Employers and employed make contracts on the best terms which they can agree upon, like buyers and sellers, renters and hirers, borrowers and lenders. Their relations are, therefore, controlled by the universal law of supply and demand. The employer assumes the direction of the business, and takes all the risk, for the capital must be consumed in the industrial process, and whether it will be found again in the product or not depends upon the good judgment and foresight with which the capital and labor have been applied. Under the wages system the employer and the employé contract for time. The employé fulfills the contract if he obeys orders during the time, and treats the capital as he is told to treat it. Hence he is free from all responsibility, risk, and speculation. That this is the most advantageous arrangement for him, on the whole and in the great majority of cases, is very certain. Salaried men and wage-receivers are in precisely the same circumstances, except that the former, by custom and usage, are those who have special skill or training, which is almost always an investment of capital, and which narrows the range of competition in their case. Physicians, lawyers, and others paid by fees are workers by the piece. To the capital in existence all must come for their subsistence and their tools.

Friday, July 13, 2012

What Social Classes Owe to Each Other 

 William Graham Sumner - 1883 

Capital is only formed by self-denial, and if the possession of it did not secure advantages and superiorities of a high order men would never submit to what is necessary to get it. The first accumulation costs by far the most, and the rate of increase by profits at first seems pitiful. Among the metaphors which partially illustrate capital--all of which, however, are imperfect and inadequate--the snow-ball is useful to show some facts about capital. Its first accumulation is slow, but as it proceeds the accumulation becomes rapid in a high ratio, and the element of self-denial declines. This fact, also, is favorable to the accumulation of capital, for if the self-denial continued to be as great per unit when the accumulation had become great, there would speedily come a point at which further accumulation would not pay. The man who has capital has secured his future, won leisure which he can employ in winning secondary objects of necessity and advantage, and emancipated himself from those things in life which are gross and belittling. The possession of capital is, therefore, an indispensable prerequisite of educational, scientific, and moral goods. This is not saying that a man in the narrowest circumstances may not be a good man. It is saying that the extension and elevation of all the moral and metaphysical interests of the race are conditioned on that extension of civilization of which capital is the prerequisite, and that he who has capital can participate in and move along with the highest developments of his time. Hence it appears that the man who has his self-denial before him, however good may be his intention, cannot be as the man who has his self-denial behind him. Some seem to think that this is very unjust, but they get their notions of justice from some occult source of inspiration, not from observing the facts of this world as it has been made and exists.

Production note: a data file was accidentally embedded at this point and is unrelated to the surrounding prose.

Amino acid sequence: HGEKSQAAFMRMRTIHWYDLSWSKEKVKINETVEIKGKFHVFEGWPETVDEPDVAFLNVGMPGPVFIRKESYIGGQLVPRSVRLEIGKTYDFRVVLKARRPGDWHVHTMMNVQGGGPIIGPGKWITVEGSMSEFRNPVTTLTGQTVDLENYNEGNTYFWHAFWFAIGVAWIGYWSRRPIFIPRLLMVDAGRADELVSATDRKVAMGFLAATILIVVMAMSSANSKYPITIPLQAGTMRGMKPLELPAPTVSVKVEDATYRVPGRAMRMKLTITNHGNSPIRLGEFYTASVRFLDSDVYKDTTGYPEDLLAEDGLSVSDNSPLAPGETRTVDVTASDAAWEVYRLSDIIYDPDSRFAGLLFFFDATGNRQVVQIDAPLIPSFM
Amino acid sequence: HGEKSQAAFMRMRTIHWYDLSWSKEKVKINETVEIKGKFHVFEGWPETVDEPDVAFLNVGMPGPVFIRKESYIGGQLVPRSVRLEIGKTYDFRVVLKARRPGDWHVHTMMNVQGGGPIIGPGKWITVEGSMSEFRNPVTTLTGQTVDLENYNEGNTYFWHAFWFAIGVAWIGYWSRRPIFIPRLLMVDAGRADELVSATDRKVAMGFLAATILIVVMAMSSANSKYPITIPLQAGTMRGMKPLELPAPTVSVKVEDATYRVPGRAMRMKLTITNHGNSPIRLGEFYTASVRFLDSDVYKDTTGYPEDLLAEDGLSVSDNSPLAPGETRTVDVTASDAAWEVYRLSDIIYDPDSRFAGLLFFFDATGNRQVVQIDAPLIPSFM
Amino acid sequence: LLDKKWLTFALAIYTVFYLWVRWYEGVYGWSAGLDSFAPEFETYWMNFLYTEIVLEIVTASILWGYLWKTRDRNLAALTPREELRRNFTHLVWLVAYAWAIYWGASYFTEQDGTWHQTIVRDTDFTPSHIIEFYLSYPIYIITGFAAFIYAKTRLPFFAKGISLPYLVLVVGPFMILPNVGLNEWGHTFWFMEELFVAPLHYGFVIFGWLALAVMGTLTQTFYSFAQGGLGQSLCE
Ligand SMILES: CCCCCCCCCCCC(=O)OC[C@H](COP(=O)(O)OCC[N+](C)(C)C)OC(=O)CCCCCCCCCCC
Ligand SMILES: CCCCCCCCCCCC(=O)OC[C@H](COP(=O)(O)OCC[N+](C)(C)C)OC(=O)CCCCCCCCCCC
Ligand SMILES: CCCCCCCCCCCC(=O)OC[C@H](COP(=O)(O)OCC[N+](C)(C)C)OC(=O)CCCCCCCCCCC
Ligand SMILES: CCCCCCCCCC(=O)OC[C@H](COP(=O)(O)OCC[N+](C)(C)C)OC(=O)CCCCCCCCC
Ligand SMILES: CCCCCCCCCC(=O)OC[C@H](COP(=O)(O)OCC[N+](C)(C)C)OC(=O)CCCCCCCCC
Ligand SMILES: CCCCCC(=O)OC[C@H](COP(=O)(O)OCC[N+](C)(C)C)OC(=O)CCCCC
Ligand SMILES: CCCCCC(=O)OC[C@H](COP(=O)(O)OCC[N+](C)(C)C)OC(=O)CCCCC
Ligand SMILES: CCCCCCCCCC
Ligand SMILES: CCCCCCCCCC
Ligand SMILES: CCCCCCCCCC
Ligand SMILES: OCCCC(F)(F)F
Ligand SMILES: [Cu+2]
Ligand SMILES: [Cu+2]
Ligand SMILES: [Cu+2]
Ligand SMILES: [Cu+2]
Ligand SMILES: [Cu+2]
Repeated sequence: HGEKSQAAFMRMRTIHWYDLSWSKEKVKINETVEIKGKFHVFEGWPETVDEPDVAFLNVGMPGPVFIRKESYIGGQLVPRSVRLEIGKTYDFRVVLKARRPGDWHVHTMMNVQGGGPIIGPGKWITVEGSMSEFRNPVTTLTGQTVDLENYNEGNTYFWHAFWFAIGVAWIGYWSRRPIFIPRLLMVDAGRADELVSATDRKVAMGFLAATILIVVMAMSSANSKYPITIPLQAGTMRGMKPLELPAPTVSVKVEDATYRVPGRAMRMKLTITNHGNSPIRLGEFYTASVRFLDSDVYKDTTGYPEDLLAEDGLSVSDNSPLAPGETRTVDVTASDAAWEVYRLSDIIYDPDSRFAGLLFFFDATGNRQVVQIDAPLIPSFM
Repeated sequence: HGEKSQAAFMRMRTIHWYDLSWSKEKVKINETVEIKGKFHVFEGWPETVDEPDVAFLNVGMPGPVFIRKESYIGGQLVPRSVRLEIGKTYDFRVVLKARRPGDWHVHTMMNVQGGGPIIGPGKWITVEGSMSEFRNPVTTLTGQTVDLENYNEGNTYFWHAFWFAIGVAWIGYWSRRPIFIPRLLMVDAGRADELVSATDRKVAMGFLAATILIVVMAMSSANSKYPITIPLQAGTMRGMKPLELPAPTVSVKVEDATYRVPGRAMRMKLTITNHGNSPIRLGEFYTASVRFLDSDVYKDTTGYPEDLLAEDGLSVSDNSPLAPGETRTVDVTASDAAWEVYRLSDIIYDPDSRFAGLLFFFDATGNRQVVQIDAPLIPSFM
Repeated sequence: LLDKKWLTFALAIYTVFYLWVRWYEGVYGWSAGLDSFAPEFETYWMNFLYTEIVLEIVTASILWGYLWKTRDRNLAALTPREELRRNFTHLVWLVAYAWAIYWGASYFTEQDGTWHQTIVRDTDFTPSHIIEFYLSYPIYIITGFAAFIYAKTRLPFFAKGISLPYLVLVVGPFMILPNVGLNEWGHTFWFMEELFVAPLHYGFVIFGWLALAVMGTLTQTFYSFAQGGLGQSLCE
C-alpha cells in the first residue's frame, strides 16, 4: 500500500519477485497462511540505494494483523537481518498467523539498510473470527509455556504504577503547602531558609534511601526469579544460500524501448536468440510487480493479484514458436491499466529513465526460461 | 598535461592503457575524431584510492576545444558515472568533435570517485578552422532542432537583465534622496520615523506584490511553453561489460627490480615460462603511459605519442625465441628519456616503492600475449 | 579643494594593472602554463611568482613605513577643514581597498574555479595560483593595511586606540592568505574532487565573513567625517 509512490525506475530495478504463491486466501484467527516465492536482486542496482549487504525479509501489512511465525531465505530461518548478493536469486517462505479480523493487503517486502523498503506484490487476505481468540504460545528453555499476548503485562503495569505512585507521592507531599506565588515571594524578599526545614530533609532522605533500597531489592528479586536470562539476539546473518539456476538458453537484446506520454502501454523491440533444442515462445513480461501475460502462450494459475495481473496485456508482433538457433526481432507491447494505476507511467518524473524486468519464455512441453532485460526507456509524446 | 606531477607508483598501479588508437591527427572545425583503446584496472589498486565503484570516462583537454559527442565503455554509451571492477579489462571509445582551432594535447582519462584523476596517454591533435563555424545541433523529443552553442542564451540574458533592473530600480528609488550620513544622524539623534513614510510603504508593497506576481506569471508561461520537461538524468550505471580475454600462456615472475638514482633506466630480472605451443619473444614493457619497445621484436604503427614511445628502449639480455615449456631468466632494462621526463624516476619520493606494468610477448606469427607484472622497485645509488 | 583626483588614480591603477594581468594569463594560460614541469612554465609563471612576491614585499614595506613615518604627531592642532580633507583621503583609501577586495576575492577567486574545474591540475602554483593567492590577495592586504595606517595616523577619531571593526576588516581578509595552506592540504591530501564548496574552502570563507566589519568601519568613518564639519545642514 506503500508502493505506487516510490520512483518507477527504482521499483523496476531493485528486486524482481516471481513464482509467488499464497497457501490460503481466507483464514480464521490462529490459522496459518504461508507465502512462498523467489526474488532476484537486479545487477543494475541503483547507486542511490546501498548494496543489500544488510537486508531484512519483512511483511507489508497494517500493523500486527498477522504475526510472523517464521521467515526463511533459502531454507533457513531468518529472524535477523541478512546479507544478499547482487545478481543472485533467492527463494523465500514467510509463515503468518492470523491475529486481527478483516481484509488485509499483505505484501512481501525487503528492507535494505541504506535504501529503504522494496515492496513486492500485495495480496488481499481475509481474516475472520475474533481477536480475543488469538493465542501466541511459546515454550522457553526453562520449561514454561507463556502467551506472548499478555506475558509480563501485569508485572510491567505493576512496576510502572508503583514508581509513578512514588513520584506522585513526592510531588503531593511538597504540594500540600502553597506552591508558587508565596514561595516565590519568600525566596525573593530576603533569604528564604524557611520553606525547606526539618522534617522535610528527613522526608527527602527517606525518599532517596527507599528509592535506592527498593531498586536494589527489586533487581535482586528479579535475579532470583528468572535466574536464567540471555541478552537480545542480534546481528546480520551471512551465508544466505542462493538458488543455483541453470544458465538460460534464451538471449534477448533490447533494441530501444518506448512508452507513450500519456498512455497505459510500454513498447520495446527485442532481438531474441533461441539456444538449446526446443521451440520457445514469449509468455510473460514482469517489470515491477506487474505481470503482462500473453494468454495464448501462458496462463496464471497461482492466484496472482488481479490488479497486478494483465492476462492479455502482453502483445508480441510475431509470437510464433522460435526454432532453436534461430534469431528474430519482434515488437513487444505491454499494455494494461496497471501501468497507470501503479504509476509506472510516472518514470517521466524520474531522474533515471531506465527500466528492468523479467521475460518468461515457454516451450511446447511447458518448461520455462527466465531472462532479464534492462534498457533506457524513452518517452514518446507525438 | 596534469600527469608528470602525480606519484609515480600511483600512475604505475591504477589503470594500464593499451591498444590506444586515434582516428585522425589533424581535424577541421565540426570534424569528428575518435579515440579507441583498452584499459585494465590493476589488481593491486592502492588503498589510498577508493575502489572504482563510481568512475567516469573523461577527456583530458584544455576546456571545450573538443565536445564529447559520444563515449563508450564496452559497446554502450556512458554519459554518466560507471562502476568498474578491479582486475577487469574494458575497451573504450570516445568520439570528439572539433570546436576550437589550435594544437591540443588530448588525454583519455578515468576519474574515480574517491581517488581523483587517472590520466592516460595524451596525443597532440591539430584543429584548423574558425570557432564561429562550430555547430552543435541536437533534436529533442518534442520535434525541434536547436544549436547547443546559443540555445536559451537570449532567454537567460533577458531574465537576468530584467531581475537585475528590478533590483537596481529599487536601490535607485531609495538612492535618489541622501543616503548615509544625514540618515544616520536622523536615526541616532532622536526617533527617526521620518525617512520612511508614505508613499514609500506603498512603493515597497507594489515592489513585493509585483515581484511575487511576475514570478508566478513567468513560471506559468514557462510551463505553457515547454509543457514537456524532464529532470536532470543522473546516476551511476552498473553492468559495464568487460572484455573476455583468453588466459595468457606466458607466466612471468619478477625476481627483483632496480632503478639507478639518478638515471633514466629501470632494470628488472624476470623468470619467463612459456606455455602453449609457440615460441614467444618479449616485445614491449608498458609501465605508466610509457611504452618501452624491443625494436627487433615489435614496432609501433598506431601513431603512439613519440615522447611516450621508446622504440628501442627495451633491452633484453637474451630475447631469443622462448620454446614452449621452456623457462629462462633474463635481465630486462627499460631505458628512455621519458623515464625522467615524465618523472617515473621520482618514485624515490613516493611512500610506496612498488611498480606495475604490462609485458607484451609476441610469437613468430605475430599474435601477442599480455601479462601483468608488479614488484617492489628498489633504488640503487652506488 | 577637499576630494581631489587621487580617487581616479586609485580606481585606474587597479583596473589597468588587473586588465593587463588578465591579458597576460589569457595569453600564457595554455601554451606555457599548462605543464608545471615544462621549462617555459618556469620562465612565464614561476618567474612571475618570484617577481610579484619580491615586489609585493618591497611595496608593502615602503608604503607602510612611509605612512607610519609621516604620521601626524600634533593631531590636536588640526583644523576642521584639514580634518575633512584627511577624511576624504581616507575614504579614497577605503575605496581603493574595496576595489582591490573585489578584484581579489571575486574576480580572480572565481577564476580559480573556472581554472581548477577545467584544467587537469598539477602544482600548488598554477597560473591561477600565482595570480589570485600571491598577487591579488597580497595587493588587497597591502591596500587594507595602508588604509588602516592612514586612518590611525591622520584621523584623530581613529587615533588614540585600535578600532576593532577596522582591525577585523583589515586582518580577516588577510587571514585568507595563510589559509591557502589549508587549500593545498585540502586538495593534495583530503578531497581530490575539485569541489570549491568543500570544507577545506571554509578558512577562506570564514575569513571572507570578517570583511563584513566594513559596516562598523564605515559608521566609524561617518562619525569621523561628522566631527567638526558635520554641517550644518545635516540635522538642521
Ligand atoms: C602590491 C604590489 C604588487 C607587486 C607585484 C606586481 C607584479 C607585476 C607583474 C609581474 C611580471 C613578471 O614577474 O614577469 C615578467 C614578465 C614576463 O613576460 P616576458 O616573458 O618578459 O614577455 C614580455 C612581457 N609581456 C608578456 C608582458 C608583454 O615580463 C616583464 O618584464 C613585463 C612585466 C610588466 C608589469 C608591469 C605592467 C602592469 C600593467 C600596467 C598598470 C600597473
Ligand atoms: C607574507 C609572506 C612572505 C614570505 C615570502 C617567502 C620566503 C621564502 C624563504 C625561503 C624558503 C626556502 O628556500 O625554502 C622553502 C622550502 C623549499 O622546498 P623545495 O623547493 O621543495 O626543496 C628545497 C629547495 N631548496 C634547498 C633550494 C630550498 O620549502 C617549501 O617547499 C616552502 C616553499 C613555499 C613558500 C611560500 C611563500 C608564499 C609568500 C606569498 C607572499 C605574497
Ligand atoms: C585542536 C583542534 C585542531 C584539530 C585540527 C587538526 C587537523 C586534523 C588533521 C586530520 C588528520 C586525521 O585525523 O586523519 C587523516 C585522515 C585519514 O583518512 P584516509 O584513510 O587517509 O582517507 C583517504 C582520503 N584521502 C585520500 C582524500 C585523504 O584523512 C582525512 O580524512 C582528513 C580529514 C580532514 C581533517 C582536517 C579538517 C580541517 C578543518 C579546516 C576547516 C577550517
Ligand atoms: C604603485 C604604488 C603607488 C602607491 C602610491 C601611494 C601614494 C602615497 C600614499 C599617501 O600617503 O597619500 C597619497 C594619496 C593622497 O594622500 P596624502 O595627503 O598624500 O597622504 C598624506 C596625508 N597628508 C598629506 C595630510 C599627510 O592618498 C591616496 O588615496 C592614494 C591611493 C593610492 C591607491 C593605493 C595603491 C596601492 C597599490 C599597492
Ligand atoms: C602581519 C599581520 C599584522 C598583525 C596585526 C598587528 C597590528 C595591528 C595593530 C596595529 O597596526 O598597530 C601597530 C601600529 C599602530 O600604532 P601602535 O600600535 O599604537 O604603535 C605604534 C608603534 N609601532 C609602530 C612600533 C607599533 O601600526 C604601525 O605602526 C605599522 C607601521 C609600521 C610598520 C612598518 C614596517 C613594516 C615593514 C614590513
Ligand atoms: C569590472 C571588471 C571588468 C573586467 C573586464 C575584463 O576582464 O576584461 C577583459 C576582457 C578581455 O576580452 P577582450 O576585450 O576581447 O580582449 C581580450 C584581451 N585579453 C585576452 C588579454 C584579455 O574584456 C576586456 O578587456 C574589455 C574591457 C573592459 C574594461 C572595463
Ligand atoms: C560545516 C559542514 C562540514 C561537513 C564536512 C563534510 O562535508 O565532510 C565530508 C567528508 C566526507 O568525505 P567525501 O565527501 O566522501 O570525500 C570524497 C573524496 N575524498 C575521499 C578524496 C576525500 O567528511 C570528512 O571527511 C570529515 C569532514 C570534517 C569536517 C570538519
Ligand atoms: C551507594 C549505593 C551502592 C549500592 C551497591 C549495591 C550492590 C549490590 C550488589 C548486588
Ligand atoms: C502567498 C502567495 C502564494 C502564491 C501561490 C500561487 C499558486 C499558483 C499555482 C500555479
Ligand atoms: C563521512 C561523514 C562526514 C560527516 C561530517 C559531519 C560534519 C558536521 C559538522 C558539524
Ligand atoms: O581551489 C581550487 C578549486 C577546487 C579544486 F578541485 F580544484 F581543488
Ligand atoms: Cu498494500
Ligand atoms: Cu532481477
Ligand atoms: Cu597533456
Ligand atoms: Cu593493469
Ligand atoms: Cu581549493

The maxim, or injunction, to which a study of capital leads us is; get capital. In a community where the standard of living is high, and the conditions of production are favorable, there is a wide margin within which an individual may practice self-denial and win capital without suffering, if he has not the charge of a family. That it requires energy, courage, perseverance, and prudence is not to be denied. Any one who believes that any good thing on this earth can be got without those virtues may believe in the philosopher's stone or the fountain of youth. If there were any Utopia its inhabitants would certainly be very insipid and characterless.

No instance has yet been seen of a society composed of a class of great capitalists and a class of laborers who had fallen into a caste of permanent drudges. Probably no such thing is possible, so long as society continues to develop strong classes of merchants, financiers, professional men, and other classes. If it were conceivable that non capitalist laborers should give up struggling to become capitalists, should give way to vulgar enjoyments and passions, should recklessly increase their numbers, and should become a permanent caste, they might with some justice be called proletarians. The name has been adopted by some professed labor leaders, but it really should be considered insulting. If there were such a proletariat it would be [mired] hopelessly in the hands of a body of plutocratic capitalists, and a society so organized would, no doubt, be far worse than a society composed only of nobles and serfs, which is the worst society the world has seen in modern times.